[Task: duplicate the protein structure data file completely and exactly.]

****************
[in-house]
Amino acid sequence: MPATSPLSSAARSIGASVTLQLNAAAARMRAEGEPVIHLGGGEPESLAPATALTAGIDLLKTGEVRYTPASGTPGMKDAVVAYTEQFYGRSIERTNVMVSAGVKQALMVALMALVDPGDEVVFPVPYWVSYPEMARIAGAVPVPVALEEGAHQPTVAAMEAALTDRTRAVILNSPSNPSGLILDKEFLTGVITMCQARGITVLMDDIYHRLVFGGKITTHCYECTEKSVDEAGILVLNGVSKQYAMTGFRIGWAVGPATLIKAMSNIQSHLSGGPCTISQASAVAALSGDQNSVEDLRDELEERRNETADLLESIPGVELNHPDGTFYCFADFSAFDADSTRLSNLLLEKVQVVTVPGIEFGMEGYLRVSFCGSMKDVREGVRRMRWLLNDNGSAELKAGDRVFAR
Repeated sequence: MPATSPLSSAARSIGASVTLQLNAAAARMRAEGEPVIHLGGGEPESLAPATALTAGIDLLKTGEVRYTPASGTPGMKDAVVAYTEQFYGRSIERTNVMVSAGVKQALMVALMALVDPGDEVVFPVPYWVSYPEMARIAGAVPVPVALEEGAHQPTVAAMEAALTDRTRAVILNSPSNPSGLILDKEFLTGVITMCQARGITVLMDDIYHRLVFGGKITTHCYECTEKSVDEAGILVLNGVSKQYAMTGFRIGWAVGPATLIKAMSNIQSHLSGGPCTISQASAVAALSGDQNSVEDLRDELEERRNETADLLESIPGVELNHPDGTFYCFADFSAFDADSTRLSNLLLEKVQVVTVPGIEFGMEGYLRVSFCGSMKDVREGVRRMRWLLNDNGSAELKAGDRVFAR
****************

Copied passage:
[in-house]
Amino acid sequence: MPATSPLSSAARSIGASVTLQLNAAAARMRAEGEPVIHLGGGEPESLAPATALTAGIDLLKTGEVRYTPASGTPGMKDAVVAYTEQFYGRSIERTNVMVSAGVKQALMVALMALVDPGDEVVFPVPYWVSYPEMARIAGAVPVPVALEEGAHQPTVAAMEAALTDRTRAVILNSPSNPSGLILDKEFLTGVITMCQARGITVLMDDIYHRLVFGGKITTHCYECTEKSVDEAGILVLNGVSKQYAMTGFRIGWAVGPATLIKAMSNIQSHLSGGPCTISQASAVAALSGDQNSVEDLRDELEERRNETADLLESIPGVELNHPDGTFYCFADFSAFDADSTRLSNLLLEKVQVVTVPGIEFGMEGYLRVSFCGSMKDVREGVRRMRWLLNDNGSAELKAGDRVFAR
Repeated sequence: MPATSPLSSAARSIGASVTLQLNAAAARMRAEGEPVIHLGGGEPESLAPATALTAGIDLLKTGEVRYTPASGTPGMKDAVVAYTEQFYGRSIERTNVMVSAGVKQALMVALMALVDPGDEVVFPVPYWVSYPEMARIAGAVPVPVALEEGAHQPTVAAMEAALTDRTRAVILNSPSNPSGLILDKEFLTGVITMCQARGITVLMDDIYHRLVFGGKITTHCYECTEKSVDEAGILVLNGVSKQYAMTGFRIGWAVGPATLIKAMSNIQSHLSGGPCTISQASAVAALSGDQNSVEDLRDELEERRNETADLLESIPGVELNHPDGTFYCFADFSAFDADSTRLSNLLLEKVQVVTVPGIEFGMEGYLRVSFCGSMKDVREGVRRMRWLLNDNGSAELKAGDRVFAR